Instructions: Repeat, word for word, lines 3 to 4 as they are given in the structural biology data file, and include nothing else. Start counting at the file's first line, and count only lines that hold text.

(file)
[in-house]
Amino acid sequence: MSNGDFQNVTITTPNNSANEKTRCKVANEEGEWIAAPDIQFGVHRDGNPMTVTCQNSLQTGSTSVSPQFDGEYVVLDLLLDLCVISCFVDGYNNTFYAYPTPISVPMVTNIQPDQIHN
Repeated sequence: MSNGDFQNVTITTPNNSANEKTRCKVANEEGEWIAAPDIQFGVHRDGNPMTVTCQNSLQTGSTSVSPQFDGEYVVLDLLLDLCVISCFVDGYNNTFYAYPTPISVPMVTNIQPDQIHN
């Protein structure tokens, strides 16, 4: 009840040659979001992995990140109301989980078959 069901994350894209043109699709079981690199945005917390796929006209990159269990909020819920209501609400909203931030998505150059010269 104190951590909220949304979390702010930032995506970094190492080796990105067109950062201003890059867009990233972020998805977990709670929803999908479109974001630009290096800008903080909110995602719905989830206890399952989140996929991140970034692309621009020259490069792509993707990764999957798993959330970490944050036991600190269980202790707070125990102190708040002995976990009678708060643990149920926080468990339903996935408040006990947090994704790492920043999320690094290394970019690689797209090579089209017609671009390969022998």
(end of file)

Repeated sequence: MSNGDFQNVTITTPNNSANEKTRCKVANEEGEWIAAPDIQFGVHRDGNPMTVTCQNSLQTGSTSVSPQFDGEYVVLDLLLDLCVISCFVDGYNNTFYAYPTPISVPMVTNIQPDQIHN
């Protein structure tokens, strides 16, 4: 009840040659979001992995990140109301989980078959 069901994350894209043109699709079981690199945005917390796929006209990159269990909020819920209501609400909203931030998505150059010269 104190951590909220949304979390702010930032995506970094190492080796990105067109950062201003890059867009990233972020998805977990709670929803999908479109974001630009290096800008903080909110995602719905989830206890399952989140996929991140970034692309621009020259490069792509993707990764999957798993959330970490944050036991600190269980202790707070125990102190708040002995976990009678708060643990149920926080468990339903996935408040006990947090994704790492920043999320690094290394970019690689797209090579089209017609671009390969022998």